Considering we were also far from any fishermen, I was also really happy that Douglas´s girlfriend had made him purchase a satellite phone just in case we found ourselves a bit lost. A few times the motor stalled and Vagno had to climb into the back to pull some weeds and things out of the propellers.
We saw many more creatures down the various paths of the Cai Cai river, and it was then that I learned Vagno likes to get the boat as close to the caimans as possible, and then scare them so they either jump into the water or back into the grasses. He seemed to get a big kick out of it. This made for some great pictures but also some tense moments for me. While Jon and the other men crowded around the teeth of the caiman, I decided to cower in the corner of the boat instead of appreciating how close we were to the animals. The men, of course, laughed at me, but I didn´t care: better to be safe than sorry, I always say.
Apparently caiman are not aggressive like crocodiles and they don´t lunge at humans like the ones I had been imagining in my mind so I probably shouldn´t have been as nervous as I was but I was glad when we decided to leave the creatures alone and head on our merry way.
In addition to the many caiman we also saw a lot of smaller beautifully colored birds hanging out in the water hyacinth. Those made for some great pictures as well. When we finally found our way back to the bigger boat we were treated to a clear sky and an absolutely gorgeous sunset. The big red ball of the sun fell below the horizon and our day was complete.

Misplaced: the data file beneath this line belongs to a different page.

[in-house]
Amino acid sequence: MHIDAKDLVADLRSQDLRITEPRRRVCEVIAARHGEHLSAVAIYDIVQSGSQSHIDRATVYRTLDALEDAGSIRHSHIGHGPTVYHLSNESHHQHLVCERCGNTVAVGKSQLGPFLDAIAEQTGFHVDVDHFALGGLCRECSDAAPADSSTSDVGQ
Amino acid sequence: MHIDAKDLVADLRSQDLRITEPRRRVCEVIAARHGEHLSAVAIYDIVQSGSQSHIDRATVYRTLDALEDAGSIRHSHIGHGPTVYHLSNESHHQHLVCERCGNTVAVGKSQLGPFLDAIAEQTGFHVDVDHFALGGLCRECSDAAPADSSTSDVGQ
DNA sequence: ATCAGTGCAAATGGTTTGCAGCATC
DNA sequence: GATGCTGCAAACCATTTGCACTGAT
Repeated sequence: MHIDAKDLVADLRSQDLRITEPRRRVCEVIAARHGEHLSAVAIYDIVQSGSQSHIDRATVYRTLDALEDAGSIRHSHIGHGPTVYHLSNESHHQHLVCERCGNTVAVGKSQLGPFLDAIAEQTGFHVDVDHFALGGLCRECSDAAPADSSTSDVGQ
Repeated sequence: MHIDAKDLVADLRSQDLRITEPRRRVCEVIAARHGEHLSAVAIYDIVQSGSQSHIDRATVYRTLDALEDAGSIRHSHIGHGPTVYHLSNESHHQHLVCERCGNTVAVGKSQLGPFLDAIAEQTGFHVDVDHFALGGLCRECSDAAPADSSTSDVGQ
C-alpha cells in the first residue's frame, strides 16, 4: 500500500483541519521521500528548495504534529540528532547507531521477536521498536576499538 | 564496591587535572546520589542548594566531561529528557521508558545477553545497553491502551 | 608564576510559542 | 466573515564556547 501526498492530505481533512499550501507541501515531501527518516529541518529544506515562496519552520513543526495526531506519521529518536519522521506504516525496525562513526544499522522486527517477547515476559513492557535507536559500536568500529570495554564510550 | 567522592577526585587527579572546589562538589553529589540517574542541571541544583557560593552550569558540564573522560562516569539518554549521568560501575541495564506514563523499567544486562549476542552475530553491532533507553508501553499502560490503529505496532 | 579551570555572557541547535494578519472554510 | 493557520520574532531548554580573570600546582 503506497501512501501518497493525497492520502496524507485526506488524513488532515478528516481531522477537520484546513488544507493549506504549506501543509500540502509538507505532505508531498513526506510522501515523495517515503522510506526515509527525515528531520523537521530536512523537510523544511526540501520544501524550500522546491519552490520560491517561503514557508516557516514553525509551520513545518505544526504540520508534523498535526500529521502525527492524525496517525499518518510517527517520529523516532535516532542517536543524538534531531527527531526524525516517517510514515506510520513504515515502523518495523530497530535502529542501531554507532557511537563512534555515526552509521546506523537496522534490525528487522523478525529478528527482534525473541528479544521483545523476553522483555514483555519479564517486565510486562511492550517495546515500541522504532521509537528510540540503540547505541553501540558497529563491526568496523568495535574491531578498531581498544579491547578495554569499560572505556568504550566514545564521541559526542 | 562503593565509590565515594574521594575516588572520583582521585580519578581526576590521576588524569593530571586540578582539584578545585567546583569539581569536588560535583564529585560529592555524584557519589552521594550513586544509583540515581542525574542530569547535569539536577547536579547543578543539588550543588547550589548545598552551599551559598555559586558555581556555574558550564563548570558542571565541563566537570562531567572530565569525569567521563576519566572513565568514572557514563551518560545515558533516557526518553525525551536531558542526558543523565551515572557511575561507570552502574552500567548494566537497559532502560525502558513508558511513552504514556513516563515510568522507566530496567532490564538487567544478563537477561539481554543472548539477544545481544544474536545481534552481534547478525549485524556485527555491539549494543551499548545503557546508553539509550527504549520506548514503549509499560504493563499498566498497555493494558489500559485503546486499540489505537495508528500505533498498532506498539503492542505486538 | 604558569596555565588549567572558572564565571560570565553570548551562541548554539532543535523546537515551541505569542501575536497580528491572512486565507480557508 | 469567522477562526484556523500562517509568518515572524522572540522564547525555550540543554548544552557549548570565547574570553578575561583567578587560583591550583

In preparation for dusk I sprayed myself down with Deet and covered myself completely from head to toe so as not to exacerbate the mosquito bite situation. Luckily the temperature was cool enough for me to stay bundled up. The three of us celebrated that night with some rather large caiparinhas, the national drink of Brazil, and some fried piranha ribs. The piranha was delicious and very meaty, almost like a chicken wing. The batter was nice and light, and after squeezing a little lime on the fish we were completely addicted. That evening we had more drinks and Douglas told us some of the most recent Brazilian history and we shared what we knew about Chilean politics. Indeed, a good time was had by all. My spirits were also buoyed when Douglas informed us that we would be leaving tomorrow at 8 instead of 6:30 so that we could try to catch the animals in the heat of the day. YAY! I hate waking up early. And since we went to bed a little after 8 that night, we probably got close to nine hours of sleep. ExcellentJ